An agreement formed by an exchange of a promise in which the promise of one party is consideration supporting the promise of the other party.
A bilateral contract is distinguishable from a unilateral contract, a promise made by one party in exchange for the performance of some act by the other party. The party to a unilateral contract whose performance is sought is not obligated to act, but if he or she does, the party that made the promise is bound to comply with the terms of the agreement. In a bilateral contract both parties are bound by their exchange of promises.
Both parties to a bilateral contract make promises. With respect to the promise in issue, the party making the promise is the promisor and the other party is the promisee. The legal detriment incurred by the promisee consists of a different promise by him or her to do something or refrain from doing something that he or she was not previously legally obligated to do or to refrain from doing. This legal detriment constitutes consideration, the cause, motive, or benefit that induces one to enter into a contract. Consideration is an essential component of a contract.
Traditionally, courts have distinguished between unilateral and bilateral contracts by determining whether one or both parties provided consideration and at what point they provided the consideration. Bilateral contracts were said to bind both parties the minute the parties exchange promises, as each promise is deemed sufficient consideration in itself. Unilateral contracts are said to bind only the promisor and do not bind the promisee unless the promisee accepts by performing the obligations specified in the promisor's offer. Until the promisee performs, he or she has provided no consideration under the law.
For example, if someone offered to drive you to work on Mondays and Tuesdays in exchange for your promise to return the favor on Wednesdays and Thursdays, a bilateral contract would be formed binding both of you once you provided consideration by accepting those terms. But if that same person offered to pay you $10 each day you drove him to work, a unilateral contract would be formed, binding only upon the promisor until you provided consideration by driving him to work on a particular day.
Modern courts have de-emphasized the distinction between unilateral and bilateral contracts. These courts have found that an offer may be accepted either by a promise to perform or by actual performance. An increasing number of courts have concluded that the traditional distinction between unilateral and bilateral contracts fails to significantly advance legal analysis in a growing number of cases where performance is provided over an extended period of time.
Suppose you promise to pay someone $500.00 to paint your house. The promise sounds like an offer to enter a unilateral contract that binds only you until the promisee accepts by painting your house. But what constitutes lawful "performance" under these circumstances? The act of beginning to paint your house or completely finishing the job to your satisfaction?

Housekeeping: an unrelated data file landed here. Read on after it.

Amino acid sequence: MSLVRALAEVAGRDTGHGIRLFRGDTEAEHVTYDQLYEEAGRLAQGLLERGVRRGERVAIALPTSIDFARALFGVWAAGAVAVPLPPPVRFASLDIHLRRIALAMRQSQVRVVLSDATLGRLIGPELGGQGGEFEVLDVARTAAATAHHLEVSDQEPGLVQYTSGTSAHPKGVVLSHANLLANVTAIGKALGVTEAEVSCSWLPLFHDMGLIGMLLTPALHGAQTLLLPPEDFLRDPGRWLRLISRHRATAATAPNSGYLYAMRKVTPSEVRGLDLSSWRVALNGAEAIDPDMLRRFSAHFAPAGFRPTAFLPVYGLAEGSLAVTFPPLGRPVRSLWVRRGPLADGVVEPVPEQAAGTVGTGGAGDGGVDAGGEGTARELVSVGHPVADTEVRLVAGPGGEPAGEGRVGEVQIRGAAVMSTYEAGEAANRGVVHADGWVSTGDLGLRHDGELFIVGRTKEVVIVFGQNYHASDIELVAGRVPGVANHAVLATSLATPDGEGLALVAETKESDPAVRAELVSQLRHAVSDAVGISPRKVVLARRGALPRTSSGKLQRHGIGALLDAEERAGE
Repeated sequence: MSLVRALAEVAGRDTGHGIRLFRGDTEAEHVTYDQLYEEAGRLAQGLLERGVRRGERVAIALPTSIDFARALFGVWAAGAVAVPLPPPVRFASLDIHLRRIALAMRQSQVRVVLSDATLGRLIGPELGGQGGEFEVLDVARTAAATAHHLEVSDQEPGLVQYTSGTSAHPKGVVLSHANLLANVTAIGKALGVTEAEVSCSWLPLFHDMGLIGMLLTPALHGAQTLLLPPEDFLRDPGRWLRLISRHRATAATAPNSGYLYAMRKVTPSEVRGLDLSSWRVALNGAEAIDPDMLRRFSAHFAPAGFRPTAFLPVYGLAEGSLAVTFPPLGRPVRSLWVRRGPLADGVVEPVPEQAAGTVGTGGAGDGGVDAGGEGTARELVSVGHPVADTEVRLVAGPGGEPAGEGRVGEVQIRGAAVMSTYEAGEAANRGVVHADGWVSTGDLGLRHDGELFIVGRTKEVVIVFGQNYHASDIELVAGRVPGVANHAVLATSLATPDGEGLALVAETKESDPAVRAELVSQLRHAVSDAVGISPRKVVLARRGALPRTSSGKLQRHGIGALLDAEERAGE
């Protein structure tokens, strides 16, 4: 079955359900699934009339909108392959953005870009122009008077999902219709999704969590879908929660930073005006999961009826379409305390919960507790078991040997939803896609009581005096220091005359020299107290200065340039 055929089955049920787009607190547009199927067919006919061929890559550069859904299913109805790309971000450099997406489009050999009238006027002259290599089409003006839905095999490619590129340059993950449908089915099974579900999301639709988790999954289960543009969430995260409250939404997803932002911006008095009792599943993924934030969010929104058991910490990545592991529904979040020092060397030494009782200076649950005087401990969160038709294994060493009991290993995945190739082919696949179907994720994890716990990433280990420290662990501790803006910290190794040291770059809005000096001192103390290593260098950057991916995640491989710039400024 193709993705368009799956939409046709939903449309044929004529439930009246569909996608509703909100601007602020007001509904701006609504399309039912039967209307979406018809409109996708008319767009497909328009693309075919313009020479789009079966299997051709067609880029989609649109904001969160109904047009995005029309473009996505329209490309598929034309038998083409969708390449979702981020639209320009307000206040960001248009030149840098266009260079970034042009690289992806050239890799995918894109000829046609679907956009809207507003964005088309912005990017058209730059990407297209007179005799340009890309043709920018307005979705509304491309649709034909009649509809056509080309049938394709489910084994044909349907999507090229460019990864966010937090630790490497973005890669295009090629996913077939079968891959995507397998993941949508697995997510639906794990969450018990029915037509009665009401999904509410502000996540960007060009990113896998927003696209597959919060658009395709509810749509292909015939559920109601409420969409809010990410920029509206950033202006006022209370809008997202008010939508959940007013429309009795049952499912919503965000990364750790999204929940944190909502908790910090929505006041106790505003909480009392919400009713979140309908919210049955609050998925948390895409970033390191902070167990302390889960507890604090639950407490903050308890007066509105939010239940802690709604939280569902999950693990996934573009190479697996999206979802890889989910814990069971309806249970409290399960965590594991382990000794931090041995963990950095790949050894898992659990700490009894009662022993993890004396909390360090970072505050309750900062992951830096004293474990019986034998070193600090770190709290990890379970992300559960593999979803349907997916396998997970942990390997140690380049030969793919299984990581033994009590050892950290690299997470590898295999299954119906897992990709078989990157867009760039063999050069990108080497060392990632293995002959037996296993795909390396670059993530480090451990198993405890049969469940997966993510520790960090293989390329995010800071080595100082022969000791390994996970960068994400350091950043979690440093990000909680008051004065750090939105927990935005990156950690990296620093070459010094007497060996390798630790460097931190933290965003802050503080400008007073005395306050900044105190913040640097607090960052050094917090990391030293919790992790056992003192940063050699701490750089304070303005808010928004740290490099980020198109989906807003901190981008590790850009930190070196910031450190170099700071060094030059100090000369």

Most courts would rule that the act of beginning performance under these circumstances converts a unilateral contract into a bilateral contract, requiring both parties to fulfill the obligations contemplated by the contract. However, other courts would analyze the facts of each case so as not to frustrate the reasonable expectations of the parties. In neither of these cases are the legal rights of the parties ultimately determined by the courts by applying the concepts of unilateral and bilateral contracts.
In still other jurisdictions, courts have simply expressed a preference for interpreting contracts as creating bilateral obligations in all cases where there is no clear evidence that a unilateral contract was intended. The rule has been stated that in case of doubt an offer will be presumed to invite the formation of a bilateral contract by a promise to perform what the offer requests, rather than the formation of a unilateral contract commencing at the time of actual performance. The bottom line across most jurisdictions is that as courts have been confronted by a growing variety of fact patterns involving complicated contract disputes, courts have shifted from rigidly applying the concepts of unilateral and bilateral contracts to a more ad hoc approach.
Mutuality of obligation must exist in an enforceable bilateral contract, and this involves the concept of reciprocity. A cannot enforce B's promise unless A's promise entails a legal detriment, and B can enforce A's promise only if B's promise involves a legal detriment.
If a minor enters a bilateral contract with an adult that is unenforceable due to the minor's age, the adult party cannot assert absence of mutuality as a defense if the minor sues to enforce the contract. This principle applies to any situation where the law grants a particular party a privilege to avoid a contract because of his or her status.
Boyer, Paul S. 2001. Oxford Companion to United States History. New York: Oxford Univ. Press.
Jolls, Christine. 1997. "Contracts as Bilateral Commitments: A New Perspective on Contract Modification." Journal of Legal Studies 26 (January): 203-237.